Playing tennis with a frying pan

“I did have strange ideas during certain periods of time”
–John Forbes Nash, Jr.

During my childhood and youth, I often used to hear an intriguing assertion: “we only use 10% of our brain”, meaning that our brain has huge unexplored capacities and that we use only a tiny part of them (10% of Brain Myth). Implicit was the assumption that everybody able to harness at least part of those unexplored capacities, would be rewarded with incredible skills. It was as if we all possessed a hidden family treasure that nobody knew exactly where it was. It created a strong feeling of adventure: the quest for a promised psychological land, a cognitive Eldorado.

When I got familiar with Darwin’s theory of evolution, I started to seriously question the 10% of brain myth. Species always seem to be on the verge of extinction given the intense competitive pressures: It takes all the running you can do, to keep in the same place. Energy in particular is always in short supply in nature. However the brain is a guzzler: it can require up to twenty per cent of the body’s energy. What for? How would something so complex and expensive have evolved in the first place, if it was not to solve very specific adaptive issues? In fact, there seems to be very down to earth reasons for the evolution of our cerebral cortex (Why we have an appetite for gossip). The myth of the powerful unexplored brain was a shocking vestige of creationism.

Our current understanding of human brain’s capabilities has radically changed. In a series of seminal articles about judgment and decision-making that culminated in the publication of their Prospect Theory in 1979, Daniel Kahneman and Amos Tversky proved that there is no such thing as a “rational man”. Today, there is a growing body of research in experimental psychology and economics that reveals a number of systematic psychological biases – well-established and widely replicated phenomena that are exhibited by mentally healthy adults (The tragedy of Cognition). Writing and conferencing about brain limitations has even become a rewarding business activity (See, for example, Dan Ariely’s Blog). Some authors like Steven Strogatz, think that we may be approaching the End of Insight, and soon scientists will be replaced by computers (Will Robots Steal Your Job?) So, yes. I am sorry to tell you this, but our brain is very very far from the mythical 10% brain.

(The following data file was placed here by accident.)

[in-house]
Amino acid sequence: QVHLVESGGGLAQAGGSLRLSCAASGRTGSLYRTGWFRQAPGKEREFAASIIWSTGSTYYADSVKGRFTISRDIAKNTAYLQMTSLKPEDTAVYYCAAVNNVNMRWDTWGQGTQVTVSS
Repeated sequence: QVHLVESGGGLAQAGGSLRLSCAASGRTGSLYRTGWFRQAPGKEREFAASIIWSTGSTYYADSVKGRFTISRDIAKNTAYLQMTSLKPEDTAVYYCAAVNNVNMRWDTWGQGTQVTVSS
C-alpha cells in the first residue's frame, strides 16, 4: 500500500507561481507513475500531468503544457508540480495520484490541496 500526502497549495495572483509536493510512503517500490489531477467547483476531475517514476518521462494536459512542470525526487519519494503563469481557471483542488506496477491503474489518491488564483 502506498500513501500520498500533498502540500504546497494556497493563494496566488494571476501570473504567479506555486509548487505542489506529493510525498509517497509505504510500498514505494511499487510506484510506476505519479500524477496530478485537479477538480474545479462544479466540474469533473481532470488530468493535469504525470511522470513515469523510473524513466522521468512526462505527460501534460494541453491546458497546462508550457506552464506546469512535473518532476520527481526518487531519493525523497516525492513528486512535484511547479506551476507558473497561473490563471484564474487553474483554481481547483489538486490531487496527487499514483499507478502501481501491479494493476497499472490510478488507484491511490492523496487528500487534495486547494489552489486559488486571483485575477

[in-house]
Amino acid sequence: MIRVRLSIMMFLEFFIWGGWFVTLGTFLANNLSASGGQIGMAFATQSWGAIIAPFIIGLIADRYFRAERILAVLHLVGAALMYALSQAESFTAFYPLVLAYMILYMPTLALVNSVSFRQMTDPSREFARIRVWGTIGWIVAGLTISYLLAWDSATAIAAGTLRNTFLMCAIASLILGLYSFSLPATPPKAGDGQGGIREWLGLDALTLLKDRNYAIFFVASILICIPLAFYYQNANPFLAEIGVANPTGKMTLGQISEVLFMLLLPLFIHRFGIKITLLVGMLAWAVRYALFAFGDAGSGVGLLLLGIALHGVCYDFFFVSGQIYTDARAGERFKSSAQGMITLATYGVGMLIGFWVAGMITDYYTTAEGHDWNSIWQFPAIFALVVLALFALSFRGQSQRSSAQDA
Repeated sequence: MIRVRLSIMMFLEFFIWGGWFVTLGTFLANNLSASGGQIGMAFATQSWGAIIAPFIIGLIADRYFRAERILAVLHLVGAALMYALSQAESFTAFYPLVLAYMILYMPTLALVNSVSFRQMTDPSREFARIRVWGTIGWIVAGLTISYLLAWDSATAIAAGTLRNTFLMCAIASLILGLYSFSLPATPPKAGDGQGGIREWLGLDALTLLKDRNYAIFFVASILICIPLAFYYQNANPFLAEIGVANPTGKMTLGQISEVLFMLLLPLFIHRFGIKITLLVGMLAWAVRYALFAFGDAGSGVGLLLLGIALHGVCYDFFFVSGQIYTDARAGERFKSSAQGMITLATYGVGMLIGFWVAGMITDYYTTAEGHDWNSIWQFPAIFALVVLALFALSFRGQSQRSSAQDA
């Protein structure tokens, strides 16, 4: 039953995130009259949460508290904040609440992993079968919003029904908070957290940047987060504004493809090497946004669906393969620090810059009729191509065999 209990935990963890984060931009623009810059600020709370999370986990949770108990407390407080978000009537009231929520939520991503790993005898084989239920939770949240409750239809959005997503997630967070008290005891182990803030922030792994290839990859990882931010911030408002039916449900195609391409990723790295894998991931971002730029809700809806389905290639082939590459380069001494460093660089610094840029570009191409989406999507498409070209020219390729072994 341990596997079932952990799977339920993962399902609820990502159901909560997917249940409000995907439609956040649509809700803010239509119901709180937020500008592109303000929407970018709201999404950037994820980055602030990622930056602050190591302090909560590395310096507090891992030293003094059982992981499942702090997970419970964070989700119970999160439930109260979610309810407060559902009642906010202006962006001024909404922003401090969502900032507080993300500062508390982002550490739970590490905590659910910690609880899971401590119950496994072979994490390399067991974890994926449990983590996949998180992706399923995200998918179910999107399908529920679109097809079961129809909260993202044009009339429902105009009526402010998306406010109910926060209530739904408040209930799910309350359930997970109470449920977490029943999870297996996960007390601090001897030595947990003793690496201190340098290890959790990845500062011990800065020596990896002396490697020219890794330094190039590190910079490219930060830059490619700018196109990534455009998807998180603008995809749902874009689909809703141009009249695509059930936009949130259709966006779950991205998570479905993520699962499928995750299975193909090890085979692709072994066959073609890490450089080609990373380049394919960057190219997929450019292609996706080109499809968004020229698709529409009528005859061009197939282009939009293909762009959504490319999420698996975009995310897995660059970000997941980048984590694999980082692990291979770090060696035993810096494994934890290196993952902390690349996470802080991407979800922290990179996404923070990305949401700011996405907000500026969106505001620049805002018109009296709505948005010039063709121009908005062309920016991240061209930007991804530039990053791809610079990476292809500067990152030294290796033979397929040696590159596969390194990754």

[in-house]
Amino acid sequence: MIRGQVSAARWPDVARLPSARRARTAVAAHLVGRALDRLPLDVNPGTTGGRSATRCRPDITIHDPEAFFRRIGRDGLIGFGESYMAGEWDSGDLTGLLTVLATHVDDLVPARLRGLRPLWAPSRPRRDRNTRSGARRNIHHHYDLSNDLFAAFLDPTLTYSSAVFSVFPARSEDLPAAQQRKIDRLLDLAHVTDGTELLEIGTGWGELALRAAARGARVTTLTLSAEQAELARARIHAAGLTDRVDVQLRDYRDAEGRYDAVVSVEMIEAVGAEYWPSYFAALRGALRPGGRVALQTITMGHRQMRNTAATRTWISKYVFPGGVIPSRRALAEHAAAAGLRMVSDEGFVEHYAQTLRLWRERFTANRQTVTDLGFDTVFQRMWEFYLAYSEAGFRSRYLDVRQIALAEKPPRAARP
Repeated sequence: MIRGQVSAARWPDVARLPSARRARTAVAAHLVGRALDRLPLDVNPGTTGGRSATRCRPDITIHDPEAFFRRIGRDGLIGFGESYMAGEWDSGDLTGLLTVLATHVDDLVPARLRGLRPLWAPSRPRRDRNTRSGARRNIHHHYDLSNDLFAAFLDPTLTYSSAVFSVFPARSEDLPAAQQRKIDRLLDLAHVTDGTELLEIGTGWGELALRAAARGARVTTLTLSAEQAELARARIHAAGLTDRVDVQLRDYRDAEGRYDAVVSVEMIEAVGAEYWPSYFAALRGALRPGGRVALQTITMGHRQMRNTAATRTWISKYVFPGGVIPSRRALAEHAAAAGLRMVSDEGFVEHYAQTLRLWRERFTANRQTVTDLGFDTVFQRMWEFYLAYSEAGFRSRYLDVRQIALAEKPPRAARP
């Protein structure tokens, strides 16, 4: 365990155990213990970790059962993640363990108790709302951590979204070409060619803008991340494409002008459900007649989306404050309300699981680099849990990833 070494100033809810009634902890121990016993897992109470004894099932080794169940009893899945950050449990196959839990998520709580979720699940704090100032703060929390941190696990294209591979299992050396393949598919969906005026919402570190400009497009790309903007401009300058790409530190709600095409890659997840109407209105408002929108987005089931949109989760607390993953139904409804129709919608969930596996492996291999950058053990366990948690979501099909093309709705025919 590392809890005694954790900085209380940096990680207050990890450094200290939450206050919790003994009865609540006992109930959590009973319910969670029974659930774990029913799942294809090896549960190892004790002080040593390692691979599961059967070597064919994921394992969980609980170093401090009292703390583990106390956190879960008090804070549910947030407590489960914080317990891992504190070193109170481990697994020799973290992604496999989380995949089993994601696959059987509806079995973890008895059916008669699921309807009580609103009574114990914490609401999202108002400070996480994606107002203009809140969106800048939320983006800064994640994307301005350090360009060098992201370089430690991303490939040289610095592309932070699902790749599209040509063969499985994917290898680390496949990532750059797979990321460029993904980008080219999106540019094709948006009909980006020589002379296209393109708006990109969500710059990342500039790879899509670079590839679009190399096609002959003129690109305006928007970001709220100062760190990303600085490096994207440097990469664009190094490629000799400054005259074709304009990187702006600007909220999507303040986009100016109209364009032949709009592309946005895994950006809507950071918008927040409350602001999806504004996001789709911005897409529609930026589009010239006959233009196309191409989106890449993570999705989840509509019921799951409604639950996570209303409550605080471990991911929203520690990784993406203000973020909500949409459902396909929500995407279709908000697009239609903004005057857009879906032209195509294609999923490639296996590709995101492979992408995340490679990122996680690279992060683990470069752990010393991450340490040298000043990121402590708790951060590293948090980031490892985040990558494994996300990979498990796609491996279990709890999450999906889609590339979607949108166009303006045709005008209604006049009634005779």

When you look at the very long catalogue of known cognitive biases that plague our reasoning, you may feel a shiver of uneasiness down your spine. In fact, one may reasonably ask whether we are at all in control of what we do, decide or plan; or even if the brain is but a kind of distraction in the vein of The Matrix dystopian view of human condition, whereby our consciousness would be like a TV set designed to project the brutal and random facts of life, in such a way that there appears to be a logic and we look like the protagonists. We have such a sticky capacity to empathize, specifically when we are in front of epics and heroes, that we easily feel ourselves like Sir William Wallace or Rafael Nadal, while we are simply cooking an egg with a frying pan in our hands! Does it all mean that our brain is not a valuable tool? Not necessarily.